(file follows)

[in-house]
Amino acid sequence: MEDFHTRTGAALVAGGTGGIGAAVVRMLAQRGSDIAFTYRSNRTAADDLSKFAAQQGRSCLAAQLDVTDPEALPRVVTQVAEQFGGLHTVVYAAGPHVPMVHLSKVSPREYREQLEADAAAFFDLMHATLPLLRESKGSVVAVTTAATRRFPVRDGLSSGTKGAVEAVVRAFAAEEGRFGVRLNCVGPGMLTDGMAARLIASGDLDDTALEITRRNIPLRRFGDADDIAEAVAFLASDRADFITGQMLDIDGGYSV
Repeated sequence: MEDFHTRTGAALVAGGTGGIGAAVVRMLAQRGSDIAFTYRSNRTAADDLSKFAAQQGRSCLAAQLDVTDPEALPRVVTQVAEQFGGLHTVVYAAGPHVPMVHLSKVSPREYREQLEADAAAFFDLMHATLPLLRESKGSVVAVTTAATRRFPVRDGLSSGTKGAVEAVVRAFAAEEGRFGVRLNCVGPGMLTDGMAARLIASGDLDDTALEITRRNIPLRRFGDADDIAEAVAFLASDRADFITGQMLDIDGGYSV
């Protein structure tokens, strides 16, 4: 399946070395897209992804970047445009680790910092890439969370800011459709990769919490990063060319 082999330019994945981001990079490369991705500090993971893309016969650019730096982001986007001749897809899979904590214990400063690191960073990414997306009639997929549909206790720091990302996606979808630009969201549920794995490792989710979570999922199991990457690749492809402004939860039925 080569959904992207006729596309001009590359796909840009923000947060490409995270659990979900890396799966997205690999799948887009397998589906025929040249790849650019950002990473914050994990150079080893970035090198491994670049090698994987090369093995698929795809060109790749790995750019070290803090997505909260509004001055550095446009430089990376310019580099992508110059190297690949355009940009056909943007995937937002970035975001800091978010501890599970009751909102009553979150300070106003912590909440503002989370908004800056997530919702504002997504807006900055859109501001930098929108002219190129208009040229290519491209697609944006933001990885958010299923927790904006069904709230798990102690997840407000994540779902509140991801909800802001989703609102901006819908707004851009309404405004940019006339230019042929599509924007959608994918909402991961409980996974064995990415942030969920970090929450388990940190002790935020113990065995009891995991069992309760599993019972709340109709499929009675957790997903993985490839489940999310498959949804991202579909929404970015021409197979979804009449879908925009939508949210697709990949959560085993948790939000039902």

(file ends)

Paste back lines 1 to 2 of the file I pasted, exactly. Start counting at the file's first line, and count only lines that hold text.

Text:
[in-house]
Amino acid sequence: MEDFHTRTGAALVAGGTGGIGAAVVRMLAQRGSDIAFTYRSNRTAADDLSKFAAQQGRSCLAAQLDVTDPEALPRVVTQVAEQFGGLHTVVYAAGPHVPMVHLSKVSPREYREQLEADAAAFFDLMHATLPLLRESKGSVVAVTTAATRRFPVRDGLSSGTKGAVEAVVRAFAAEEGRFGVRLNCVGPGMLTDGMAARLIASGDLDDTALEITRRNIPLRRFGDADDIAEAVAFLASDRADFITGQMLDIDGGYSV